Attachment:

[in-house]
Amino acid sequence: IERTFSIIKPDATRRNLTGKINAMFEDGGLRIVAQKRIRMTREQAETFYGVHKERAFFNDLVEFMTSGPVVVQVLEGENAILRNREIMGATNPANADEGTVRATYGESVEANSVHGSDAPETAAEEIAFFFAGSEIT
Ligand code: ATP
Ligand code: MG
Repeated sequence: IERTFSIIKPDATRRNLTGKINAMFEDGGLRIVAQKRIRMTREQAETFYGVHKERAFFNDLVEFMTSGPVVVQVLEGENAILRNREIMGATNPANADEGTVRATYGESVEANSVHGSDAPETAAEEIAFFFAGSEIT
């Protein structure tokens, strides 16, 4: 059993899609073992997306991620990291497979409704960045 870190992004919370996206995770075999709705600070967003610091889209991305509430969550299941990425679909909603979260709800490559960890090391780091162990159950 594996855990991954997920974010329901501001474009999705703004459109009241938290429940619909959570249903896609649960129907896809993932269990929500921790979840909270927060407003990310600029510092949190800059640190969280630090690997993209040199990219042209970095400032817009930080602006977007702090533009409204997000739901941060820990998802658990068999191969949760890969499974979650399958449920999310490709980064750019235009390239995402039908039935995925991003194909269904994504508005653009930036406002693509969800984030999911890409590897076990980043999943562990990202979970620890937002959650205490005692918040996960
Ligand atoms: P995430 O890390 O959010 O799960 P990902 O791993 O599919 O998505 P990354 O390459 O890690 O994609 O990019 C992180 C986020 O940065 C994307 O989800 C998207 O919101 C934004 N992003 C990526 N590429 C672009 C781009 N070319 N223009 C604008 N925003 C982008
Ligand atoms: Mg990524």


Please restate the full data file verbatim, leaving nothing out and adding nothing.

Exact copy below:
[in-house]
Amino acid sequence: IERTFSIIKPDATRRNLTGKINAMFEDGGLRIVAQKRIRMTREQAETFYGVHKERAFFNDLVEFMTSGPVVVQVLEGENAILRNREIMGATNPANADEGTVRATYGESVEANSVHGSDAPETAAEEIAFFFAGSEIT
Ligand code: ATP
Ligand code: MG
Repeated sequence: IERTFSIIKPDATRRNLTGKINAMFEDGGLRIVAQKRIRMTREQAETFYGVHKERAFFNDLVEFMTSGPVVVQVLEGENAILRNREIMGATNPANADEGTVRATYGESVEANSVHGSDAPETAAEEIAFFFAGSEIT
């Protein structure tokens, strides 16, 4: 059993899609073992997306991620990291497979409704960045 870190992004919370996206995770075999709705600070967003610091889209991305509430969550299941990425679909909603979260709800490559960890090391780091162990159950 594996855990991954997920974010329901501001474009999705703004459109009241938290429940619909959570249903896609649960129907896809993932269990929500921790979840909270927060407003990310600029510092949190800059640190969280630090690997993209040199990219042209970095400032817009930080602006977007702090533009409204997000739901941060820990998802658990068999191969949760890969499974979650399958449920999310490709980064750019235009390239995402039908039935995925991003194909269904994504508005653009930036406002693509969800984030999911890409590897076990980043999943562990990202979970620890937002959650205490005692918040996960
Ligand atoms: P995430 O890390 O959010 O799960 P990902 O791993 O599919 O998505 P990354 O390459 O890690 O994609 O990019 C992180 C986020 O940065 C994307 O989800 C998207 O919101 C934004 N992003 C990526 N590429 C672009 C781009 N070319 N223009 C604008 N925003 C982008
Ligand atoms: Mg990524």